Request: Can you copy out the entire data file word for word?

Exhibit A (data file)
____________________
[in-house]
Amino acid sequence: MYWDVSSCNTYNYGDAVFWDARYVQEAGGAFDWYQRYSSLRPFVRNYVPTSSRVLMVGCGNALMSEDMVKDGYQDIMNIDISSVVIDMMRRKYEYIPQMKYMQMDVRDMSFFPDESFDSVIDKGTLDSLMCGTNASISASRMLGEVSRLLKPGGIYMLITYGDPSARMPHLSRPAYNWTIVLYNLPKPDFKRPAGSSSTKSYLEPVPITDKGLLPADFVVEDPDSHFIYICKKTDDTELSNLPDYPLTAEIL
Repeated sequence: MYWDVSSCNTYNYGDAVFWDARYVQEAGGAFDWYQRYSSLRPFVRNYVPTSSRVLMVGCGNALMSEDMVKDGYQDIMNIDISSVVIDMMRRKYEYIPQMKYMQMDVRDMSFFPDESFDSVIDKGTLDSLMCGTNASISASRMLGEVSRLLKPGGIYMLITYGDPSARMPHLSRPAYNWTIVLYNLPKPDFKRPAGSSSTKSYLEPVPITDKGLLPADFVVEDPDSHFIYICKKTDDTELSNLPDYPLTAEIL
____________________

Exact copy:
[in-house]
Amino acid sequence: MYWDVSSCNTYNYGDAVFWDARYVQEAGGAFDWYQRYSSLRPFVRNYVPTSSRVLMVGCGNALMSEDMVKDGYQDIMNIDISSVVIDMMRRKYEYIPQMKYMQMDVRDMSFFPDESFDSVIDKGTLDSLMCGTNASISASRMLGEVSRLLKPGGIYMLITYGDPSARMPHLSRPAYNWTIVLYNLPKPDFKRPAGSSSTKSYLEPVPITDKGLLPADFVVEDPDSHFIYICKKTDDTELSNLPDYPLTAEIL
Repeated sequence: MYWDVSSCNTYNYGDAVFWDARYVQEAGGAFDWYQRYSSLRPFVRNYVPTSSRVLMVGCGNALMSEDMVKDGYQDIMNIDISSVVIDMMRRKYEYIPQMKYMQMDVRDMSFFPDESFDSVIDKGTLDSLMCGTNASISASRMLGEVSRLLKPGGIYMLITYGDPSARMPHLSRPAYNWTIVLYNLPKPDFKRPAGSSSTKSYLEPVPITDKGLLPADFVVEDPDSHFIYICKKTDDTELSNLPDYPLTAEIL